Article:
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Author Topic: SBB and ÖBB to expand Nightjet services  (Read 572 times)
grahame
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« on: August 21, 2019, 06:17:37 am »

The sleeper train is dead - long live the sleeper trains??

From the International Railway Journal

Quote
SBB says demand for international rail services has grown significantly during the first half of this year, aided by increasing awareness of sustainability and measures to protect the climate.

As ÖBB’s Nightjet service linking Zürich and Basle with Berlin and Hamburg has reached its maximum capacity due to strong growth, the two railways are studying how to meet demand. The overnight service between Zürich, Innsbruck, Salzburg and Prague is currently operated only with sleeping cars, so the two railways together with Czech Railway (CD) are examining whether couchette cars can be added to the train.

SBB and ÖBB are also assessing which cities can be added to the Nightjet network to provide more overnight connections to Switzerland – Zürich is already the second biggest hub for overnight services in Europe after Vienna.

In addition, the two operators are keen to improve the economic viability of overnight trains through initiatives such as a CO2 levy and reducing track access charges.

Other threads on the Coffee Shop describe the decimation of sleeper trains in France, and regret the reduction of such trains in the UK where you can no longer catch a sleeper from Newhaven to Perth or from Euston to Holyhead. Problems range from the uneconomic use of sleeper carriages through the "spray" question of where they should actually go ... to the (frankly) unpleasant wait around in Waverly or Central or Euston for the late, late departure after a business meeting ending by 5 p.m.

As I write, the UK's future relationship with the rest of Europe is unclear and any serious speculation as to rebirth of sleeper services from / via England to mainland Europe would be out of tune with stability - but I bring you a couple of graphics and ask "what if" ... and looking not to 2020 but to 2030 or 2040.



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« Reply #1 on: August 21, 2019, 08:25:11 am »

Did we miss the earlier news from Austria, that ÖBB had bought most of DB's sleeper coaches en route to the scrapyard and restarted a lot of services, including German ones?

What struck me was that they appear to be aiming at lowering the cost, to build custom, rather than raising it to a premium level which seems to be Caledonian's strategy.

If there is a new 'decarboniser' market to be addressed, based on avoiding flying as far as possible, how does/will that split between low and high cost/service?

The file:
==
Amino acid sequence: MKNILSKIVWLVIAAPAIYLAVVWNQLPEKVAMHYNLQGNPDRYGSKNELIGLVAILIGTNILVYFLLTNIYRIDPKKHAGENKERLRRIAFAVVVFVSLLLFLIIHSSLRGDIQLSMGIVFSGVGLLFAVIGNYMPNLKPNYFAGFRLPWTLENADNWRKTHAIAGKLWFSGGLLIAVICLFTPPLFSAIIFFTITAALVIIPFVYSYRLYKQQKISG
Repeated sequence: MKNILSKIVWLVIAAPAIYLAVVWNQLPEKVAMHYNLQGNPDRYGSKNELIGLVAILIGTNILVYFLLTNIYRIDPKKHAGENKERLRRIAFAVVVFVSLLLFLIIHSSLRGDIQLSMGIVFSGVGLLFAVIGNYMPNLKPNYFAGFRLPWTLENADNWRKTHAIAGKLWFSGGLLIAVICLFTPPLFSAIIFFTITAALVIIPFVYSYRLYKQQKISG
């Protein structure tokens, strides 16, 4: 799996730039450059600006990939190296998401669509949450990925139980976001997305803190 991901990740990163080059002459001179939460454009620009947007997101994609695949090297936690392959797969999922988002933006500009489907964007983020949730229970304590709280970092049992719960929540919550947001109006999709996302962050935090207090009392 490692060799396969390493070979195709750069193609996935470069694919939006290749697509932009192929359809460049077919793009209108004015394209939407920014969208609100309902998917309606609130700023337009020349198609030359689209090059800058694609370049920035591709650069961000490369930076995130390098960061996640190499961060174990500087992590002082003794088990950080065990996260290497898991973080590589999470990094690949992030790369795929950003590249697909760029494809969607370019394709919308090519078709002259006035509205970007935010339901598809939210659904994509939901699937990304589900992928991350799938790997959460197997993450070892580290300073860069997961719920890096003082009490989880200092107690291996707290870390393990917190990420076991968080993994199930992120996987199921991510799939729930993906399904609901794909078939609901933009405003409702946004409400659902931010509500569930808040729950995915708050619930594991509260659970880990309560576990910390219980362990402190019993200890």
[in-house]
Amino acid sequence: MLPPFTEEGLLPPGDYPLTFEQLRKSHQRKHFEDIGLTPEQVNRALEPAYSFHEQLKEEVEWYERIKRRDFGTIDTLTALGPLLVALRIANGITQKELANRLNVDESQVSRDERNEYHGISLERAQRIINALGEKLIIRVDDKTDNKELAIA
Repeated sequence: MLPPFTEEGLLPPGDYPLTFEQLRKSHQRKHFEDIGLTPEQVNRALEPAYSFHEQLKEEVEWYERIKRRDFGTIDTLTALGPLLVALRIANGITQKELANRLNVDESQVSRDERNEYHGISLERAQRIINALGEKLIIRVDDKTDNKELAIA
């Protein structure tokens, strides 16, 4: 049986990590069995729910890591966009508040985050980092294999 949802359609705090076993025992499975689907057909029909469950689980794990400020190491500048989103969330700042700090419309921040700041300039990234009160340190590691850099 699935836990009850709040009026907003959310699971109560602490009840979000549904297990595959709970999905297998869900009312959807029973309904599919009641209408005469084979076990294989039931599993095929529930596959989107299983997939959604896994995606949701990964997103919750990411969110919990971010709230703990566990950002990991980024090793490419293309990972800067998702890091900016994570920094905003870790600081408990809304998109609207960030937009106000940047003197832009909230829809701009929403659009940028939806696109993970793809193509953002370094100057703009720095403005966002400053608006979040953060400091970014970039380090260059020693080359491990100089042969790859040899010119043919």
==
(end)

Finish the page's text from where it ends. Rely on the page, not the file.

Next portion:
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grahame
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« Reply #2 on: August 21, 2019, 04:56:13 pm »

Did we miss the earlier news from Austria, that ÖBB had bought most of DB's sleeper coaches en route to the scrapyard and restarted a lot of services, including German ones?

What struck me was that they appear to be aiming at lowering the cost, to build custom, rather than raising it to a premium level which seems to be Caledonian's strategy.

We quite likely did miss that.  As a forum looking at the GWR area in the UK, sleeper trains on mainland Europe tend to be out of general scope for most of our members.  But there are some interesting changes to observe, think about, learn from.

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If there is a new 'decarboniser' market to be addressed, based on avoiding flying as far as possible, how does/will that split between low and high cost/service?

That would be very interesting to learn.   And the balance of how big this market is at the various possible levels of inconvenience and expense in switching.
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« Reply #3 on: October 08, 2019, 01:25:09 pm »

From https://www.politico.eu/article/night-trains-set-for-return-to-brussels/

Quote
BERLIN — The EU capital could be connected to Vienna by a direct sleeper train from January, the boss of Austrian Federal Railways (ÖBB) Andreas Matthä said in an interview published Saturday.

“Starting in January 2020 we are planning a Nightjet to Brussels and are working hard on it,” Matthä said in an interview with the Wiener Zeitung, referring to the company’s Nightjet brand of overnight services.

Belgium is currently not included in Europe’s night train network, with foreign operators balking at the cost of running trains on the country’s railway network.
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« Reply #4 on: October 08, 2019, 03:51:30 pm »

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If there is a new 'decarboniser' market to be addressed, based on avoiding flying as far as possible, how does/will that split between low and high cost/service?

That would be very interesting to learn.   And the balance of how big this market is at the various possible levels of inconvenience and expense in switching.
[/quote]

Travelling a reasonable amount for work, I've often thought that there was a gap in the market for sleeper services to replace flight/hotel combinations for business travellers, particularly if they can be one-way, with a return via a HS day-train, or simply a leg to another business centre. It probably needs to be point-to-point to avoid having to get up at silly o'clock, but I would imagine that there are probably be a big enough market for a Munich to Brussels or Milan to Paris overnight service to be economical, particularly if you added in more basic services and couchettes. In terms of brands - Ibis Pullman (business), Ibis (standard), Ibis Budget (discount), Ouigo/Ryanair (super-budget)

 
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